I do politics – mostly amateur punditry, but some campaign and party volunteering as well – for the fun of it. And, nights like last Tuesday notwithstanding, it is largely fun. And necessary; someone’s got to beat back the orcs.
But if there’s one group in politics that largely annoys the piss outta me, it’s the mid-level professional operatives. Usually young, usually poli-sci majors, usually doing a lot of thankless scutwork on campaigns, they remind me of radio people in many ways, most of them bad; like young radio and media people, they spend their formative years in a social vacuum, associating largely with people like them,.putting in grueling hours at jobs that send them all over the place frequently on no notice, never really having time or need to develop into well-rounded people with social skills or perspective out what I’ll euphemistically call “Applied Political Science”.
Don’t get me wrong; many of them are fantastic people. I’m talking about the stereotype – which, like most stereotypes, does in fact exist.
And I’m going to guess a room full of those people are behind one of the Romney campaign’s most-complete meltdowns, one that may have cost him the election, or at least a much closer finish; the complete meltdown of “ORCA”, the campaign’s online get-out-the-vote system for the swing states.
ORCA was designed to centralize a job that is traditionally done by volunteers standing at check-in stands at polling stations with paper lists of reliable party voters. As they check in, they are removed; as the day wears on, voters who haven’t showed up are contacted, cajoled, even driven to the polls. ORCA intended to centralize the list, putting the “strike lists” online.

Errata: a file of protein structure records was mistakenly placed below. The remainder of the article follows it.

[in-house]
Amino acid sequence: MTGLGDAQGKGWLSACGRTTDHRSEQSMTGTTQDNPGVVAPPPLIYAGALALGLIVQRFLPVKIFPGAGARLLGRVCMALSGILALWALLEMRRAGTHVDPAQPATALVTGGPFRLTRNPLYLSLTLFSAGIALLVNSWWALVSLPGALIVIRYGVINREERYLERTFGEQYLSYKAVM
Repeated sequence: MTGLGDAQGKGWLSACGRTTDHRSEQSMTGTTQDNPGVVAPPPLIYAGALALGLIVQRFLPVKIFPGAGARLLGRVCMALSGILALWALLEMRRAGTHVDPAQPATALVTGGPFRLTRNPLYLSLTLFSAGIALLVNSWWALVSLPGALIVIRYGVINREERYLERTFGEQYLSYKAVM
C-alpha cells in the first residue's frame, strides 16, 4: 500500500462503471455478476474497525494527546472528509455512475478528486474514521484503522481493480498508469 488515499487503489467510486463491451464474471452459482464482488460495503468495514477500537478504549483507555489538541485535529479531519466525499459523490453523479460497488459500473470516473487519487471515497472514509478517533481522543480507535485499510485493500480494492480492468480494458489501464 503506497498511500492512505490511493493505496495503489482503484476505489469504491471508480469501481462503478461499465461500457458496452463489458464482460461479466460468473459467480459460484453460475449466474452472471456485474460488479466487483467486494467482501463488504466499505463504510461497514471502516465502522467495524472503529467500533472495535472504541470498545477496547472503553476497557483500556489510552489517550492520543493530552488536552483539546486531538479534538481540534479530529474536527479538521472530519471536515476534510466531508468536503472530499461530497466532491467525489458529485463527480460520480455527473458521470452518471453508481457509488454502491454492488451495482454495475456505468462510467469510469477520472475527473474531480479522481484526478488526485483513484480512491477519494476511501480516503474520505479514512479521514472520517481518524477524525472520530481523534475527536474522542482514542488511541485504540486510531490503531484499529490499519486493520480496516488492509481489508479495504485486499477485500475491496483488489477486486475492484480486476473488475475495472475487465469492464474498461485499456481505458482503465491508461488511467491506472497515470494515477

It crashed completely, utterly gutting Romney’s election-day GOTV effort:
In fact, Orca diverted scarce resources that would have been better used physically moving voters to polling places. By a rough calculation, Romney lost the election by falling 500,000 to 700,000 votes short in key swing states. If each of the 37,000 volunteers that had been devoted to Orca had instead brought 20 voters to the polls in those states over the course of the day, Romney would have won the election.
Now, did anyone in Romney’s inner circle have any experience with software engineering? If they did, were they listened to? The system’s beta test was election night! This is a recipe – can I get an Amen, geeks? – for technological seppuku.
Before the election, there was much fear-mongering on the Democratic side about the Republicans’ supposed plans to suppress turnout among Obama voters. After the election, GOP strategist Karl Rove accused the Obama campaign of “suppressing the vote” by running a negative campaign against Romney that kept voters at home.
The truth is much worse. There was, in fact, massive suppression of the Republican vote–by the Romney campaign, through the diversion of nearly 40,000 volunteers to a failing computer program.
There was no Plan B; there was only confusion, and silence.
There’s an old adage in software development: you can have your product cheap, fast, or with impeccable quality; pick two. To be fair, we don’t know that ORCA was cheap, either.